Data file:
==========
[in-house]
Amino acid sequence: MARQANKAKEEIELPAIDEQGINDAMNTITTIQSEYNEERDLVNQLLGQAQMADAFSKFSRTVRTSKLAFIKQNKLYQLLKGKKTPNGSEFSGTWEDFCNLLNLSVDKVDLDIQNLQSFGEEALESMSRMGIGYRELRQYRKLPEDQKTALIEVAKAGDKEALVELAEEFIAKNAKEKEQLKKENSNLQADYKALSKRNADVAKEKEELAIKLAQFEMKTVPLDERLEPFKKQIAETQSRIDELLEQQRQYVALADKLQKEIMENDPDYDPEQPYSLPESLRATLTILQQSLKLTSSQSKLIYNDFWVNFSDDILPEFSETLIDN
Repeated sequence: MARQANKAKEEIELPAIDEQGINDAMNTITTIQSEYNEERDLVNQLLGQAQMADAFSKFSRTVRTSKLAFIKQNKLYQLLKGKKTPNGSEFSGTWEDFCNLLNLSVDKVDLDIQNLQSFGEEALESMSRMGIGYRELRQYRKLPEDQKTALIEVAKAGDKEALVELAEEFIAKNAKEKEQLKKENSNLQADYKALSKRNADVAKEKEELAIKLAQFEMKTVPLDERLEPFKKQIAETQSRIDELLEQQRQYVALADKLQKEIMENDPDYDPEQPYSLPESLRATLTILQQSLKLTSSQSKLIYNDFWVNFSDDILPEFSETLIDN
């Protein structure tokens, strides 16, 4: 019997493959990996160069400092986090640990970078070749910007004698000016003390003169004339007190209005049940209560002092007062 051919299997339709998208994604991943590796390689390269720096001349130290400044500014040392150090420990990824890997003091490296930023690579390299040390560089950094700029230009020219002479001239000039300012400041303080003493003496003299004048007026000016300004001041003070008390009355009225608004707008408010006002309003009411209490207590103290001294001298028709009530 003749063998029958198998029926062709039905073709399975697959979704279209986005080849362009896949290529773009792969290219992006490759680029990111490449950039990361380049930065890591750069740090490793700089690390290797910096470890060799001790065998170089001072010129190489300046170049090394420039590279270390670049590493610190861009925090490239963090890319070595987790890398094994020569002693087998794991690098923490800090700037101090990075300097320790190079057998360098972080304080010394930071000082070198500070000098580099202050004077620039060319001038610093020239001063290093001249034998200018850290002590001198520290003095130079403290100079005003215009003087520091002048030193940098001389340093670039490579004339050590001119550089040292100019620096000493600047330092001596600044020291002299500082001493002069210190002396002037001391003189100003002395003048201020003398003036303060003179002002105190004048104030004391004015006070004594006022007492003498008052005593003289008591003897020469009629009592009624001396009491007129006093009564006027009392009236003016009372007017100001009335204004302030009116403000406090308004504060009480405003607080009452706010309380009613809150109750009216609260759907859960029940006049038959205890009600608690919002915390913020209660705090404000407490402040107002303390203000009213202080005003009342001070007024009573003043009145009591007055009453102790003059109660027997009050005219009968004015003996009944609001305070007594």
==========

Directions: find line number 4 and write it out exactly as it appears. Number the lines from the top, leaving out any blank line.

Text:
């Protein structure tokens, strides 16, 4: 019997493959990996160069400092986090640990970078070749910007004698000016003390003169004339007190209005049940209560002092007062 051919299997339709998208994604991943590796390689390269720096001349130290400044500014040392150090420990990824890997003091490296930023690579390299040390560089950094700029230009020219002479001239000039300012400041303080003493003496003299004048007026000016300004001041003070008390009355009225608004707008408010006002309003009411209490207590103290001294001298028709009530 003749063998029958198998029926062709039905073709399975697959979704279209986005080849362009896949290529773009792969290219992006490759680029990111490449950039990361380049930065890591750069740090490793700089690390290797910096470890060799001790065998170089001072010129190489300046170049090394420039590279270390670049590493610190861009925090490239963090890319070595987790890398094994020569002693087998794991690098923490800090700037101090990075300097320790190079057998360098972080304080010394930071000082070198500070000098580099202050004077620039060319001038610093020239001063290093001249034998200018850290002590001198520290003095130079403290100079005003215009003087520091002048030193940098001389340093670039490579004339050590001119550089040292100019620096000493600047330092001596600044020291002299500082001493002069210190002396002037001391003189100003002395003048201020003398003036303060003179002002105190004048104030004391004015006070004594006022007492003498008052005593003289008591003897020469009629009592009624001396009491007129006093009564006027009392009236003016009372007017100001009335204004302030009116403000406090308004504060009480405003607080009452706010309380009613809150109750009216609260759907859960029940006049038959205890009600608690919002915390913020209660705090404000407490402040107002303390203000009213202080005003009342001070007024009573003043009145009591007055009453102790003059109660027997009050005219009968004015003996009944609001305070007594």